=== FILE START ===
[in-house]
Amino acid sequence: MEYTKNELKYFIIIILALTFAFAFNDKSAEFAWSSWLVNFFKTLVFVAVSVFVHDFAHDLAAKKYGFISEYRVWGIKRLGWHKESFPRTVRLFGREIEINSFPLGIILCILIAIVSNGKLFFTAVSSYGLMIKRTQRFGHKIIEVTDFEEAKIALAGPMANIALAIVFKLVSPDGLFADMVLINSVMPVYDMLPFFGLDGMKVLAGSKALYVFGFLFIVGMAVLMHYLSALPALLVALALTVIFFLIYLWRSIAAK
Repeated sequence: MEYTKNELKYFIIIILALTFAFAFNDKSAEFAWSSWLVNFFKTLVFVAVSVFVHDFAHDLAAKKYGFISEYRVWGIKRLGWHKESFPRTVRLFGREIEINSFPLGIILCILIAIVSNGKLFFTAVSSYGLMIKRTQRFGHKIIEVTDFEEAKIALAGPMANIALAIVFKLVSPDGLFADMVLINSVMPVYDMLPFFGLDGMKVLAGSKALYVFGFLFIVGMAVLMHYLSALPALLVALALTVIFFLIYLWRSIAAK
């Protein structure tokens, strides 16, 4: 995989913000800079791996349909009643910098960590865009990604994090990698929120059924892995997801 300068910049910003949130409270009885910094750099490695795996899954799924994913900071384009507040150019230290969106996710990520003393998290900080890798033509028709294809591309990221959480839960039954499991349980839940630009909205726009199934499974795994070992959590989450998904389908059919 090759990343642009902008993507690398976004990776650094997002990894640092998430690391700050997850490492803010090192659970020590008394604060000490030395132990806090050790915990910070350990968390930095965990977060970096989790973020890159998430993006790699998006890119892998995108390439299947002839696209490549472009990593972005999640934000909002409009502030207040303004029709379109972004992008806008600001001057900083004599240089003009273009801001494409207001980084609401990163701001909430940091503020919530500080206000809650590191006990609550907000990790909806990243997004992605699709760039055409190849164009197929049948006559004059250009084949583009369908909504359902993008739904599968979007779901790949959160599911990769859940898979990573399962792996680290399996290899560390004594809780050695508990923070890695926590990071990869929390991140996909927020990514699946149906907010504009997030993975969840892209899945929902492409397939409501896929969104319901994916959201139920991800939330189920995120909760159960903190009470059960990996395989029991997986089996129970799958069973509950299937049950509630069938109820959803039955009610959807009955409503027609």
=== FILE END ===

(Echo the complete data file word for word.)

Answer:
[in-house]
Amino acid sequence: MEYTKNELKYFIIIILALTFAFAFNDKSAEFAWSSWLVNFFKTLVFVAVSVFVHDFAHDLAAKKYGFISEYRVWGIKRLGWHKESFPRTVRLFGREIEINSFPLGIILCILIAIVSNGKLFFTAVSSYGLMIKRTQRFGHKIIEVTDFEEAKIALAGPMANIALAIVFKLVSPDGLFADMVLINSVMPVYDMLPFFGLDGMKVLAGSKALYVFGFLFIVGMAVLMHYLSALPALLVALALTVIFFLIYLWRSIAAK
Repeated sequence: MEYTKNELKYFIIIILALTFAFAFNDKSAEFAWSSWLVNFFKTLVFVAVSVFVHDFAHDLAAKKYGFISEYRVWGIKRLGWHKESFPRTVRLFGREIEINSFPLGIILCILIAIVSNGKLFFTAVSSYGLMIKRTQRFGHKIIEVTDFEEAKIALAGPMANIALAIVFKLVSPDGLFADMVLINSVMPVYDMLPFFGLDGMKVLAGSKALYVFGFLFIVGMAVLMHYLSALPALLVALALTVIFFLIYLWRSIAAK
């Protein structure tokens, strides 16, 4: 995989913000800079791996349909009643910098960590865009990604994090990698929120059924892995997801 300068910049910003949130409270009885910094750099490695795996899954799924994913900071384009507040150019230290969106996710990520003393998290900080890798033509028709294809591309990221959480839960039954499991349980839940630009909205726009199934499974795994070992959590989450998904389908059919 090759990343642009902008993507690398976004990776650094997002990894640092998430690391700050997850490492803010090192659970020590008394604060000490030395132990806090050790915990910070350990968390930095965990977060970096989790973020890159998430993006790699998006890119892998995108390439299947002839696209490549472009990593972005999640934000909002409009502030207040303004029709379109972004992008806008600001001057900083004599240089003009273009801001494409207001980084609401990163701001909430940091503020919530500080206000809650590191006990609550907000990790909806990243997004992605699709760039055409190849164009197929049948006559004059250009084949583009369908909504359902993008739904599968979007779901790949959160599911990769859940898979990573399962792996680290399996290899560390004594809780050695508990923070890695926590990071990869929390991140996909927020990514699946149906907010504009997030993975969840892209899945929902492409397939409501896929969104319901994916959201139920991800939330189920995120909760159960903190009470059960990996395989029991997986089996129970799958069973509950299937049950509630069938109820959803039955009610959807009955409503027609």